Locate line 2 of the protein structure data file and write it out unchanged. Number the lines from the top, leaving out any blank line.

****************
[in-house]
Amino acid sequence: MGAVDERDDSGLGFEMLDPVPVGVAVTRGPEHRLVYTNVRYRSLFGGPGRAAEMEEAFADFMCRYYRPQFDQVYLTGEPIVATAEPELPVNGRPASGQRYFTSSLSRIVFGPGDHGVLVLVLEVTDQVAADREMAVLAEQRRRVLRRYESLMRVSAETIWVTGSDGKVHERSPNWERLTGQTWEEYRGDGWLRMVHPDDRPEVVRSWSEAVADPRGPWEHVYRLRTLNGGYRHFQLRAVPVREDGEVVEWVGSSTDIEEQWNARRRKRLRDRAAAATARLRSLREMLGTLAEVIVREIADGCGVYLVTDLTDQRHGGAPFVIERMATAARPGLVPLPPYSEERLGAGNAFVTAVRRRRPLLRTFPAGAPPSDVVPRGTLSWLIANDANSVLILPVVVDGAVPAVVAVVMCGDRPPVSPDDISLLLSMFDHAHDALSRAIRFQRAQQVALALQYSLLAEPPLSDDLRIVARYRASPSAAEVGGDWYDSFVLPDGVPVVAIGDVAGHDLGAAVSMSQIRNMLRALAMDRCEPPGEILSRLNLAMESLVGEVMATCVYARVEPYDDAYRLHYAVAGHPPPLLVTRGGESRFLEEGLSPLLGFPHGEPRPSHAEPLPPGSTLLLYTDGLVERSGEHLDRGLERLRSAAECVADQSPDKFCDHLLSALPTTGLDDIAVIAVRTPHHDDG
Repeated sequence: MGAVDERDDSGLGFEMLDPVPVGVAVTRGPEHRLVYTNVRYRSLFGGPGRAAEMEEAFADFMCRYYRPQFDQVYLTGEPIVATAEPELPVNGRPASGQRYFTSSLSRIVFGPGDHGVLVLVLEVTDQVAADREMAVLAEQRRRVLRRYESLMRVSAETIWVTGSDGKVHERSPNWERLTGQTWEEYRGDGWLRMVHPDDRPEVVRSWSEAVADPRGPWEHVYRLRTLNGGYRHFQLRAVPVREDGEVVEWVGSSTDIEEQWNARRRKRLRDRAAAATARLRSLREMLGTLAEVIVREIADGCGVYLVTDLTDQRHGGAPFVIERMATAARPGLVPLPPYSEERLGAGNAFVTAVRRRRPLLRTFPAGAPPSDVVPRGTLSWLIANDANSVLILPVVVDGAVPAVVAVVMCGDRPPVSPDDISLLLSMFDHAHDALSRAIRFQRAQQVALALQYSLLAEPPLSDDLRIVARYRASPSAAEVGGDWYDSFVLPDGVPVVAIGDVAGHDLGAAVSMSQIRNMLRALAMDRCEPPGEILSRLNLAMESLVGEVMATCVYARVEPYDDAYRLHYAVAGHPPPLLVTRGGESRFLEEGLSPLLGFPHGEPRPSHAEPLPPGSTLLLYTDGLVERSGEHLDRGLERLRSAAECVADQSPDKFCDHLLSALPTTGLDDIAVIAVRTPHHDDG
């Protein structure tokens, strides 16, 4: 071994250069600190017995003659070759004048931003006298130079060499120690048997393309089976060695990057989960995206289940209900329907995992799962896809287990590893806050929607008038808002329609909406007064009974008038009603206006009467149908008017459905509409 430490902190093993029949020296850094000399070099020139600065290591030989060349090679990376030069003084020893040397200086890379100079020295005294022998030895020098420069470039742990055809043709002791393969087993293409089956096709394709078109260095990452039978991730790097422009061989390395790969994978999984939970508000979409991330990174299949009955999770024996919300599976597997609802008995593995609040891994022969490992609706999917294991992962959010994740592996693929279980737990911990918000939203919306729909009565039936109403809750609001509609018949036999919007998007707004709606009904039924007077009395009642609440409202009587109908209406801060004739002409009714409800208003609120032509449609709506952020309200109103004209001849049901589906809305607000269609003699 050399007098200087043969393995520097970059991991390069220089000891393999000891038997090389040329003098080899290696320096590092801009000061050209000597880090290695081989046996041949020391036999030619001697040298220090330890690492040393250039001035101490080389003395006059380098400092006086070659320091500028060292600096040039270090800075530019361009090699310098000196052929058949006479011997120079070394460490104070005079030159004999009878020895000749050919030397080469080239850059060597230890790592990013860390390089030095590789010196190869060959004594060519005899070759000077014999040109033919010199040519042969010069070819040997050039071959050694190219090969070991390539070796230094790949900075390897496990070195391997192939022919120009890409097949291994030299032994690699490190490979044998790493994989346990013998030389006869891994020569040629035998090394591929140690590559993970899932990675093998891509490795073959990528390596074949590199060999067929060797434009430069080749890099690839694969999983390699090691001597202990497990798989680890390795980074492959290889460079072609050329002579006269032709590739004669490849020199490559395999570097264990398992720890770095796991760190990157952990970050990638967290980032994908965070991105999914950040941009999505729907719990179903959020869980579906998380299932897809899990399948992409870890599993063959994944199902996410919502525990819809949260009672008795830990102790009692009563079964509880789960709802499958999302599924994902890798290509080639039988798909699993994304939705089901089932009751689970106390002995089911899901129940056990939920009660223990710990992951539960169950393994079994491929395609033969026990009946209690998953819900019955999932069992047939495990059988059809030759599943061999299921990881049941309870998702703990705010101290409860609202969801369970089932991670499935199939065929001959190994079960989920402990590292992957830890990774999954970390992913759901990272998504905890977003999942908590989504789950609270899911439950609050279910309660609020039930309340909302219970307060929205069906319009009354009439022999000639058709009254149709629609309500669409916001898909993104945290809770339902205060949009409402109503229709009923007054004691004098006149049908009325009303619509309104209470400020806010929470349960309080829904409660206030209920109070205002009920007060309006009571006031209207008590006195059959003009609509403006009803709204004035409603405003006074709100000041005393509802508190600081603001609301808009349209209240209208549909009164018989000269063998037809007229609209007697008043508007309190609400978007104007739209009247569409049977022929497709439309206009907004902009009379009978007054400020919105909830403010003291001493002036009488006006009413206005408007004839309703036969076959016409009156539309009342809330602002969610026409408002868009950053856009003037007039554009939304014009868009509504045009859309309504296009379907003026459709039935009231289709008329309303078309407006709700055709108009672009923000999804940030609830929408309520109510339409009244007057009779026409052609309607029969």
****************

Amino acid sequence: MGAVDERDDSGLGFEMLDPVPVGVAVTRGPEHRLVYTNVRYRSLFGGPGRAAEMEEAFADFMCRYYRPQFDQVYLTGEPIVATAEPELPVNGRPASGQRYFTSSLSRIVFGPGDHGVLVLVLEVTDQVAADREMAVLAEQRRRVLRRYESLMRVSAETIWVTGSDGKVHERSPNWERLTGQTWEEYRGDGWLRMVHPDDRPEVVRSWSEAVADPRGPWEHVYRLRTLNGGYRHFQLRAVPVREDGEVVEWVGSSTDIEEQWNARRRKRLRDRAAAATARLRSLREMLGTLAEVIVREIADGCGVYLVTDLTDQRHGGAPFVIERMATAARPGLVPLPPYSEERLGAGNAFVTAVRRRRPLLRTFPAGAPPSDVVPRGTLSWLIANDANSVLILPVVVDGAVPAVVAVVMCGDRPPVSPDDISLLLSMFDHAHDALSRAIRFQRAQQVALALQYSLLAEPPLSDDLRIVARYRASPSAAEVGGDWYDSFVLPDGVPVVAIGDVAGHDLGAAVSMSQIRNMLRALAMDRCEPPGEILSRLNLAMESLVGEVMATCVYARVEPYDDAYRLHYAVAGHPPPLLVTRGGESRFLEEGLSPLLGFPHGEPRPSHAEPLPPGSTLLLYTDGLVERSGEHLDRGLERLRSAAECVADQSPDKFCDHLLSALPTTGLDDIAVIAVRTPHHDDG